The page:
2) The Sproul / Gerstner / et al position opens wide the door of anyone choosing to reject the historic Christian canon (as Luther did early, and still doubted Revelation at the time of his death). Technically, this view allows anyone to analyze for themselves and accept into the canon books not now in it, or reject books currently in it...without being able to classify them as a heretic, or even aberrant (since there is no objective standard).

A fallible collection of infallible books is a contradiction, for if all the collection consists only of infallible books then it is a infallible canon, but not due to being infallibly declared by a church that infallibly declared it is infallible.

The question is, could souls truly know what was of God before an elitist church (pick one) imagined a infallible magisterial declaration by them was essential for souls to truly know this? And for Truth and Faith to be passed on and preserved? At the same time, does a magisterium have to possess ensured infallibility in order for it to be authoritative?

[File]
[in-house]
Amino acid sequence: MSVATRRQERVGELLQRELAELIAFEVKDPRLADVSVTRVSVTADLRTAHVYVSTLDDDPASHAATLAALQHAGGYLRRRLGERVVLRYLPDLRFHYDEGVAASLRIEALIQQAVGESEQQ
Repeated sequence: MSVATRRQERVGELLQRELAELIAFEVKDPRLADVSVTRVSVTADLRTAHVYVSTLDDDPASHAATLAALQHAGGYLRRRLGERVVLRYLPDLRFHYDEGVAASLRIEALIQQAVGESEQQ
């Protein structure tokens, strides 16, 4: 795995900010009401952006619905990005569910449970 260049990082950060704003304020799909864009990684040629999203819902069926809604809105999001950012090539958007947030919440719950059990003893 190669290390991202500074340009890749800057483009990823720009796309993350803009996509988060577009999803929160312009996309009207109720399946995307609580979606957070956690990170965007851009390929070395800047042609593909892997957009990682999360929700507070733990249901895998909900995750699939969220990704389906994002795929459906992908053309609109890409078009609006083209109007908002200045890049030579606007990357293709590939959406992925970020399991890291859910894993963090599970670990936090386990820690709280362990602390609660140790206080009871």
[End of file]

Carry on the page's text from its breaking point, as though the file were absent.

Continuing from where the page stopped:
PeaceByJesus said...

[Remembering also that the Church's decision on canon became foundational to substantiating existing christian doctrines, and reaching conclusions on further doctrinal developments extending thereupon. -

Thus since there was no infallible decree on the entire canon until after the death of Luther, then substantiating existing christian doctrines, and reaching conclusions on further doctrinal developments had to rely on a deficient foundation until then.

As I understand your premise, an infallible decree (as per infallibly-defined criteria) is essential for certitude, and which means that you know that your church possess ensured magisterial infallibility because she has infallibly declared it.